Reality Bites (1994)

11 Sep


Smith’s Verdict: *1/2

Reviewed by Tanner Smith

A film that shows the plight of post-college graduates can be made well, if the makers of it just take their time to really dive into what it’s like to accept the reality of growing up and facing real life. Joel Schumacher’s horrid “St. Elmo’s Fire” was not that film, and unfortunately, neither is Ben Stiller’s “Reality Bites.” Instead of presenting its characters as real, reasonable people, “Reality Bites” presents them as shallow, callous, and all-around terrible.

Now, to be sure, there are people like that in the world, and I’m not saying you can’t like a film with unlikeable characters. But the story framing of “Reality Bites” is all wrong, trying to make the film into a quirky romantic comedy (even with old clichés to assist it), and that can only mean that no serious consequences are necessary for their behavior. And I hated it even more when I realize that nothing about them has changed and that these are supposed to be our sympathetic heroes all along.

These are nonconformist Gen-Xers in the mid-‘90s whose plights are centered around two common rules for them—don’t sell out and don’t give in to The Man. Would that explain why Winona Ryder’s Lelaina Pierce isn’t the best employee working for a local morning television show? Would that explain why Ethan Hawke’s Troy Dyer lost his twelfth (yes, twelfth) job and is now living with Lelaina and her friends, sleep-around Vickie Miner (Janeane Garofalo) and closeted Sammy Gray (Steve Zahn)? Would that also explain why he spends his time playing guitar at a coffee house when he’s not lounging on the couch, spewing pretentious “insight?”

Of the four characters I just mentioned, the only two characters that have legitimate dramatic conflicts in their lives are not the two main characters, Lelaina and Troy, but Vickie and Sammy. And because the film is too focused on the former two to care about these two more interesting people, they get little to no resolution. Vickie has a series of one-night stands that leads to her confronting a very real risk of catching the HIV virus. What happens then? The test comes out negative, and we’re not sure of whether or not she’ll continue with these flings. Then there’s Sammy—very possibly gay. He hasn’t come out of the closet yet because of how his conservative parents might react. What’s his resolution? I don’t know, because Lalaina’s documentation doesn’t follow into Sammy’s parents’ house where he goes to tell them. I guess we’re supposed to assume it went well and now Sammy will starting seeing men.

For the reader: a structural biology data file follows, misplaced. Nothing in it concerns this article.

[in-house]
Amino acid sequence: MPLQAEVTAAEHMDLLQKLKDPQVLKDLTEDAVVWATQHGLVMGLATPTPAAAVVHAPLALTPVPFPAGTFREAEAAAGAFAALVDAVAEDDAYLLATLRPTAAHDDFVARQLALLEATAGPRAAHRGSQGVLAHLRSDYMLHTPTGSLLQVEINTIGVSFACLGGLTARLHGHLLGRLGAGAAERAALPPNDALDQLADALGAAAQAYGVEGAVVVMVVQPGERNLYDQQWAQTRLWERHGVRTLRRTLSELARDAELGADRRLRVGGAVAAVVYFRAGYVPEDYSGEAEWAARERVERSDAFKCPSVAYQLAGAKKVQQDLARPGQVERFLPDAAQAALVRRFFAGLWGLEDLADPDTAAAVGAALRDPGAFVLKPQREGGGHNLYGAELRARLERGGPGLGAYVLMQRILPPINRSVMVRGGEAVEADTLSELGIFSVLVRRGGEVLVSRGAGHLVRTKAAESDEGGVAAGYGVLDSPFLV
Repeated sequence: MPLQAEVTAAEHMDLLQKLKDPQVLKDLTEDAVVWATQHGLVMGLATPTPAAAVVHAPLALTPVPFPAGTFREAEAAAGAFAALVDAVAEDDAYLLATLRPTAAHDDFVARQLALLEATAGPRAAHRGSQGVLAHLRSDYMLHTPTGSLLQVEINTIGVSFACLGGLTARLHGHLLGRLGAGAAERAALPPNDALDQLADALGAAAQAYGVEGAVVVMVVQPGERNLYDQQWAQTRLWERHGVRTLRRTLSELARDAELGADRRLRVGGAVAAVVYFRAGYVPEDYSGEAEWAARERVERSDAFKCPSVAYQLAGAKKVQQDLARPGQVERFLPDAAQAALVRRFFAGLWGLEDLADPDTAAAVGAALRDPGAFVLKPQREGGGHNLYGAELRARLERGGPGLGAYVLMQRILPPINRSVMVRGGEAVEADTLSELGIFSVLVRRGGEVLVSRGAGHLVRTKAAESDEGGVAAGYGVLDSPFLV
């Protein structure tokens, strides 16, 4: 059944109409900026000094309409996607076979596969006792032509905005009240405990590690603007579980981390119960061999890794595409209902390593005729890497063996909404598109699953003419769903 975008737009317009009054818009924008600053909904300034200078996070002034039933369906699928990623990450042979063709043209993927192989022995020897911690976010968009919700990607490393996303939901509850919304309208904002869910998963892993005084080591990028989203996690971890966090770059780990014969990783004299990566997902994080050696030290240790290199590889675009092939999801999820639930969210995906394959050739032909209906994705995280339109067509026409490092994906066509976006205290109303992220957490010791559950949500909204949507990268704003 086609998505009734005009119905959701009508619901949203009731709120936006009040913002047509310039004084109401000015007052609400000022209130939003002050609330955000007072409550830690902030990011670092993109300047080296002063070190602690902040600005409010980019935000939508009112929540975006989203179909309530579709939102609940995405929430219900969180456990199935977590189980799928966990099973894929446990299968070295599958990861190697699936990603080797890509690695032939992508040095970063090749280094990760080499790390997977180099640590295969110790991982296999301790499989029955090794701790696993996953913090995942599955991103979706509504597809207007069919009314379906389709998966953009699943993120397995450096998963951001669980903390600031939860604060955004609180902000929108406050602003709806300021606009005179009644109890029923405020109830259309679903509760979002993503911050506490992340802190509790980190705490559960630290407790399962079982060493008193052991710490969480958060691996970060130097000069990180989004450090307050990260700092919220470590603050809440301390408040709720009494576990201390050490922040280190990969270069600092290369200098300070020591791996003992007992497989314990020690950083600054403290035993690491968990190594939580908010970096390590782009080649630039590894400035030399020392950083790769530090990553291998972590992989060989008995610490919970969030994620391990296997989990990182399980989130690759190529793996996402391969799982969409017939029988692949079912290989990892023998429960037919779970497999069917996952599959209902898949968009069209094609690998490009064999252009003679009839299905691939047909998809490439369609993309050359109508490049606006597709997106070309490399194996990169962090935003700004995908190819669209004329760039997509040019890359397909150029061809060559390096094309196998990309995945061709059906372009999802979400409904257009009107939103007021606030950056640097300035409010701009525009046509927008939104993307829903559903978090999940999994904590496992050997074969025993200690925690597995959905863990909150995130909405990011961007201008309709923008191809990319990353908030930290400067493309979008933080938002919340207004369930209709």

Oh yeah, there’s a story here, isn’t there? “Lalaina’s documentation,” as I forcibly brought into the review just now, refers to Lalaina constantly videotaping her friends goofing around or discussing their current situations. (Hello, Mark Cohen from “RENT.”) She uses a regular home-video camera with bad video quality so the film can try and make it seem “real.” Maybe if they were worried about reality with this angle, they would know that not many filmmakers shake the camera as much as Lalaina does, except for those who are either starting out in this field or don’t know how to frame a shot.

This documentary has a chance to aired on TV, when Lalaina meets a nice yuppie who happens to work for an MTV-like station. This is Michael Grates, played by the director himself Ben Stiller. He is a good man—he’s smart, he’s attentive, he’s nervous, he’s pretty much everything that Troy is not, which the film tries to make us think is a bad thing. Why? Because Lalaina has to choose between the two of them, even though it’s very obvious (to us, anyway) who the right guy is for her. Michael is supposed to be “the other man” for Lalaina to leave, so she and Troy can get together.

The most frustrating aspect of this film is that it had a chance to avoid that cliché and it just didn’t ignore it. Here’s what happens—Michael takes Lelaina’s finished documentary to the station network; it’s edited severely in a stylized montage that Lelaina doesn’t recognize as her “artistic vision”; she’s mad because Michael sold out to The Man; and she leaves him so she can be with Troy. (Actually, I think the network improved the documentary!) Ben Stiller sold his own character out.

“Reality Bites” is essentially hipster trash. It has nothing to present aside from superficiality and callousness, the very things that the characters claim they don’t want to be involved with. This film didn’t make me care about the problems of post-college graduates; it just made me think of rewriting the screenplay myself and thinking of what I would personally add. Now, I’m just wondering where I would begin.

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